What does a normal day look like for you? Maybe you have a long commute to and from the office, where you spend your day sitting behind a desk. After work, you drive the kids to practices, and when you finally get home, you’re exhausted, so you sit and relax in front of a screen. Falling into a sedentary lifestyle is easy, but there are serious health risks associated with sedentary living and physical inactivity.
An increasing number of people work jobs and live lifestyles that are less physically active than they were in the past. We’re also more aware of the health risks associated with sedentary living.
Risks of sedentary living and physical inactivity
Your muscles get weak over time without use. This makes it more difficult to enjoy physical activities, which further promotes a sedentary lifestyle.
Your heart is a muscle, and it needs exercise to stay healthy, too. Physical inactivity increases your risk for cardiovascular disease, high blood pressure, stroke, and heart attack. It also leads to poor circulation.
Physical inactivity increases your risk of being overweight or obese; you don’t burn as many calories sitting down. It can also affect your metabolism and your body’s ability to break down fats and sugars.
Sedentary living increases your risk for osteoporosis, a condition in which your bones become weak and brittle. The older you get, the more difficult it is to maintain bone density.
People who are not physically active are at a higher risk for type 2 diabetes than those who exercise on a regular basis.
Mental health problems
Sedentary living increases the risk for mental health problems such as anxiety and depression.
One of the many health benefits of physical activity is that it helps you get good quality sleep each night. Regular physical activity helps you fall asleep and stay asleep through the night.
General health problems
A lifetime of physical inactivity increases your risk for various health problems as you get older, including injuries from falls due to weaker bones and muscles. Sedentary living lowers your quality of life in old age.Adults need at least 150 minutes of moderate-intensity activity each week. That's just over 21 minutes a day. #EveryMinuteCounts Click To Tweet
Every minute counts
According to the CDC, fewer than one out of four Americans adults meet the minimum recommendations for aerobic exercise and muscle-strengthening established by the Physical Activity Guidelines for Americans.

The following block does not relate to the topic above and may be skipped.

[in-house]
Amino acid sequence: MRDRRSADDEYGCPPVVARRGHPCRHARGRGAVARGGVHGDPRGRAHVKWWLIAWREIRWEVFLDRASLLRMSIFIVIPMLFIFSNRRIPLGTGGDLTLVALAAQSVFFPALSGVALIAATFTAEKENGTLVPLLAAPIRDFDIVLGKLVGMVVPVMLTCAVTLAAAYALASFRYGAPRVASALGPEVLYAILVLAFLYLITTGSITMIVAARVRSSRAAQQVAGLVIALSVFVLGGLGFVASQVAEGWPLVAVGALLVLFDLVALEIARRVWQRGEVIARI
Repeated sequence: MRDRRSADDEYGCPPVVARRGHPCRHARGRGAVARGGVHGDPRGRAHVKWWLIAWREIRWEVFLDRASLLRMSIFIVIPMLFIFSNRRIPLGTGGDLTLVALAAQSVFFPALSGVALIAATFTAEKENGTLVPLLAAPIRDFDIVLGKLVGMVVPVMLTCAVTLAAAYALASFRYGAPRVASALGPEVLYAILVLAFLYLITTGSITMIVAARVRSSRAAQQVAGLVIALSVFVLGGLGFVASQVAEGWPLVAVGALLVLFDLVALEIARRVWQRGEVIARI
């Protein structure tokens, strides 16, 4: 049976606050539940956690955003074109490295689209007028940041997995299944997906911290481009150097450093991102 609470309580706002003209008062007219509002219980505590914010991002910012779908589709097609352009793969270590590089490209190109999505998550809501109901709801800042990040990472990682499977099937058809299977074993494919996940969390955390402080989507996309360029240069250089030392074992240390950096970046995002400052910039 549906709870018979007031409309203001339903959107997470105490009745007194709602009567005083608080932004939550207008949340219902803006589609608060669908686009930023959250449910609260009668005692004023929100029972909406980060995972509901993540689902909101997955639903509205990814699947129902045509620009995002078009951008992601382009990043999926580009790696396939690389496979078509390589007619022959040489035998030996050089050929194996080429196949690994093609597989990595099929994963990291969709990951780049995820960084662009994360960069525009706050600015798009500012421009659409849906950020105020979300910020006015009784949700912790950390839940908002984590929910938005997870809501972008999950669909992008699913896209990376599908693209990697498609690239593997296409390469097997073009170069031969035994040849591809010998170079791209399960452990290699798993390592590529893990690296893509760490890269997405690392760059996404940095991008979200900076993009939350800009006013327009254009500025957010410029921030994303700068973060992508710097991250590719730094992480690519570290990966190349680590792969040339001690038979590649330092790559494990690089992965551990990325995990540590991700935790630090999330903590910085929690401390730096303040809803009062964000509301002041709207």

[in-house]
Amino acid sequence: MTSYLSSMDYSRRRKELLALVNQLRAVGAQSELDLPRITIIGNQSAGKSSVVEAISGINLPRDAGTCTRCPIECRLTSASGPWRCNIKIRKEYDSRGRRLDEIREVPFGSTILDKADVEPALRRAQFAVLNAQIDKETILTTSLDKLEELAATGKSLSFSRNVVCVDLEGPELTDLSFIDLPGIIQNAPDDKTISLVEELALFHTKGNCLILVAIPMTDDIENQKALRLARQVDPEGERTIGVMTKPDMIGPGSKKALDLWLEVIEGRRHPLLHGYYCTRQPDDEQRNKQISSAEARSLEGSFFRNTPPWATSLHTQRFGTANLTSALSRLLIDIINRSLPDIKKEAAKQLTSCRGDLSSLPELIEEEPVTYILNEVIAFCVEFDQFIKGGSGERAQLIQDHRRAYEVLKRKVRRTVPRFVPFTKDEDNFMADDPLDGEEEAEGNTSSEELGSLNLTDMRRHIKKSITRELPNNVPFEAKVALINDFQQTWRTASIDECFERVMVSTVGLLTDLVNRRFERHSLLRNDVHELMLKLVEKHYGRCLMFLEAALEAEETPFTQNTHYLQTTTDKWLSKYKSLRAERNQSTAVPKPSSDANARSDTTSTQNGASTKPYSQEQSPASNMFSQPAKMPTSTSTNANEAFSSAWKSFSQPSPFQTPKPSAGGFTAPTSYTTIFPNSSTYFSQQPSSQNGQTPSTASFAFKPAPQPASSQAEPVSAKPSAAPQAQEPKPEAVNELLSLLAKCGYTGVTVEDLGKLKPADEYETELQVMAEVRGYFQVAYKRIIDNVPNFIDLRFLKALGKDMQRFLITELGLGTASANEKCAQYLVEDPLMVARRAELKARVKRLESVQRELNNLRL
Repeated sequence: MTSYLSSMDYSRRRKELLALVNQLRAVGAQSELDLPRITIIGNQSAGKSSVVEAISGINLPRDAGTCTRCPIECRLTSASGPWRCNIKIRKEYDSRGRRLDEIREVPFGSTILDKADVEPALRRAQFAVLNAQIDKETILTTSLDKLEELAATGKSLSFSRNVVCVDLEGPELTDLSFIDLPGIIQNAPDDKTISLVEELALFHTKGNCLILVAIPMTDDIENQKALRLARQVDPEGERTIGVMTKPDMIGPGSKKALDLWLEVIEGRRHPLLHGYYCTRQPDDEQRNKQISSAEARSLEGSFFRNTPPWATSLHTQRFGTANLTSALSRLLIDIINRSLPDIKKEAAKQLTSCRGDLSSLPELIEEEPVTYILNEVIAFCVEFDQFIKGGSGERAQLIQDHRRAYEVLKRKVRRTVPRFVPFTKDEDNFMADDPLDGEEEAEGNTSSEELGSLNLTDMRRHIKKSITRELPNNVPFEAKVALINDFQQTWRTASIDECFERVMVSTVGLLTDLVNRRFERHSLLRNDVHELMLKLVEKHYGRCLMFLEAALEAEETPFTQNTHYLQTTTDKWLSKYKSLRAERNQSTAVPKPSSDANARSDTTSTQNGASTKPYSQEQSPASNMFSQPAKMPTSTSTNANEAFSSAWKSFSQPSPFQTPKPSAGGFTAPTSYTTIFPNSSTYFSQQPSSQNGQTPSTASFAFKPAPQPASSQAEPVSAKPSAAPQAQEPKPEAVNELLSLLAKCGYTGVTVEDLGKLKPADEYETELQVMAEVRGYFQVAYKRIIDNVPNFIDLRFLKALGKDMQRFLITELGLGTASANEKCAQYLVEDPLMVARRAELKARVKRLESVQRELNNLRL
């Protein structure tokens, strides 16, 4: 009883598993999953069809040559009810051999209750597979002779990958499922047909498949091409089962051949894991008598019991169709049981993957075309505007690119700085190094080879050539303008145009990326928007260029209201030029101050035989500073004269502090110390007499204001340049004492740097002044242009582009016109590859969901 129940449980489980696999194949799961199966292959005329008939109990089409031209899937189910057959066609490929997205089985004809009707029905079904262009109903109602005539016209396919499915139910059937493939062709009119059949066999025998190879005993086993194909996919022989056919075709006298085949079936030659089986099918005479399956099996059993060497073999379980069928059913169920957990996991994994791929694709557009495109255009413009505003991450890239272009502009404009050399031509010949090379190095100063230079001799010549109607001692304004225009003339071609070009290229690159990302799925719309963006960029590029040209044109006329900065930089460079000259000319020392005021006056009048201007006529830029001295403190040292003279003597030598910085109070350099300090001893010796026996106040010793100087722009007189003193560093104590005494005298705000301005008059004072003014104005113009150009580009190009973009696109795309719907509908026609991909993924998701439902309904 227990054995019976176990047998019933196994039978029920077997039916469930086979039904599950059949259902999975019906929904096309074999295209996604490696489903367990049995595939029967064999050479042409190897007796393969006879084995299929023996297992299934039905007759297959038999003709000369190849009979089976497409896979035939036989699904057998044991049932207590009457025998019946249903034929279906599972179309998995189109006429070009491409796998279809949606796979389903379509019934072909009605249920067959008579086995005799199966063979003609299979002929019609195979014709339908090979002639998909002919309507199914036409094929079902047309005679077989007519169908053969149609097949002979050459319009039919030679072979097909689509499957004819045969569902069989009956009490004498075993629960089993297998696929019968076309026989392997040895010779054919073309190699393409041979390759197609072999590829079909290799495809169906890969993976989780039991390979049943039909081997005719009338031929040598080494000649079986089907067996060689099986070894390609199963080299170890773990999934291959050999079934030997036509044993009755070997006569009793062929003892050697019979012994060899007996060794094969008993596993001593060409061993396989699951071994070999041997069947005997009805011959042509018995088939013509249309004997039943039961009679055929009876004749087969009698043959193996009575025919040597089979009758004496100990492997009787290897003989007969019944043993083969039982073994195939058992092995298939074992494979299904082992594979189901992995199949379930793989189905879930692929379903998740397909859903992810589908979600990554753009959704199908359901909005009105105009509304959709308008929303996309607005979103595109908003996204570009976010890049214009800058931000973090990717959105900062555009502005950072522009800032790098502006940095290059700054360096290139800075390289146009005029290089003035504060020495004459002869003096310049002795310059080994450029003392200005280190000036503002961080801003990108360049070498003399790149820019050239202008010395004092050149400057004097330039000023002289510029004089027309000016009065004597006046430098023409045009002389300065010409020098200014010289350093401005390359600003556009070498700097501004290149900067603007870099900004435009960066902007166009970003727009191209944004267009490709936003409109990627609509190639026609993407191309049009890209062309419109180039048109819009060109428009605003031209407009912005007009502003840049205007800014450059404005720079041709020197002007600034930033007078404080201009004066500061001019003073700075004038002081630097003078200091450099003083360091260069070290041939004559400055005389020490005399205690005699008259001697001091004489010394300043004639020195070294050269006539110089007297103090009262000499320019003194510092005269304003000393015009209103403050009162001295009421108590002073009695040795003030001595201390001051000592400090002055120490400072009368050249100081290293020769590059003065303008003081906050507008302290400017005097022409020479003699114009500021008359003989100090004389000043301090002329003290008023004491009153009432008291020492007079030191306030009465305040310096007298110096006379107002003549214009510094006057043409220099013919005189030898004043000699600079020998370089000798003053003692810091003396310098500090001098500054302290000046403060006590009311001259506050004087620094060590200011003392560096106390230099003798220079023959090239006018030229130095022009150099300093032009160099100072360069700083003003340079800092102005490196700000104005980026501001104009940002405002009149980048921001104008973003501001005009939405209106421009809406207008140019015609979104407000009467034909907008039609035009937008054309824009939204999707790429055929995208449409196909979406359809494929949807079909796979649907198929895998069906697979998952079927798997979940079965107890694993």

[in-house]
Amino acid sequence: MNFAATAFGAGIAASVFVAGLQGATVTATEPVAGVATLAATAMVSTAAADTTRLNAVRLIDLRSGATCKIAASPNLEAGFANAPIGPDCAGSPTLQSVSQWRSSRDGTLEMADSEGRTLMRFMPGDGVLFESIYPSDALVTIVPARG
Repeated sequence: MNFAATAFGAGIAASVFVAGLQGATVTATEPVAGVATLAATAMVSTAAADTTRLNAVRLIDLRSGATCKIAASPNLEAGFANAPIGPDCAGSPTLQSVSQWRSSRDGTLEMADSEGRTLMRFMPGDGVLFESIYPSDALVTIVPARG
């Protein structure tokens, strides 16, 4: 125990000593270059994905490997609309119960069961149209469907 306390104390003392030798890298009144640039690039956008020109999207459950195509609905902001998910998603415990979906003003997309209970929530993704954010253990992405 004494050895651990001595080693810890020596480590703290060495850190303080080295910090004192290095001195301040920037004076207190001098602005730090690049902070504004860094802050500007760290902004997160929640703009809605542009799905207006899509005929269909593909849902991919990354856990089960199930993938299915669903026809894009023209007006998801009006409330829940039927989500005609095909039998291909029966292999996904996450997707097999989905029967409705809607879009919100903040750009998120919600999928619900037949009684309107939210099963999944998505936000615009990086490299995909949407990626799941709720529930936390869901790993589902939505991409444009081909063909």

In the past, only “active minutes” — being physically active for a minimum of 10 minutes at a time — counted towards your daily total, but the recent update to the Physical Activity Guidelines for Americans states that every minute of physical activity counts towards your daily goal.
So how do you stop living a sedentary life? Maybe you feel like you don’t have the time exercise. You don’t have to section off 30 minutes or an hour every day for physical activity. Some research suggests that it’s better to break up activity throughout the day than to exercise for 30 minutes and be sedentary for the other 23 hours.
How to combat a sedentary lifestyle
Here are a few tips to help you meet your physical activity goals
- Multi-task if you don’t have spare time. Yard work and household chores that have you moving around, such as sweeping, mopping, and dusting, can count as physical activity.
- Find creative ways to be more active: play active games with your family, take the stairs instead of the elevator, park at the back of the parking lot, challenge friends and family to see who can be the most active.
- Walk or bike for transportation whenever it’s an option.
- Make time for physical activity. Try and squeeze physical activity in any chance you get. Go on walks or exercise on your lunch break. Walk instead of sit if you’re early for a meeting or appointment.
- You may have to add a little bit of active time teach day until being active is just a healthy habit and a normal part of life.
Some people who have been physically inactive for an extended period of time might not be able to achieve the recommended 150 minutes of activity each week. Talk to your primary care provider if you have questions about exercise and the amount of physical activity that’s right for you.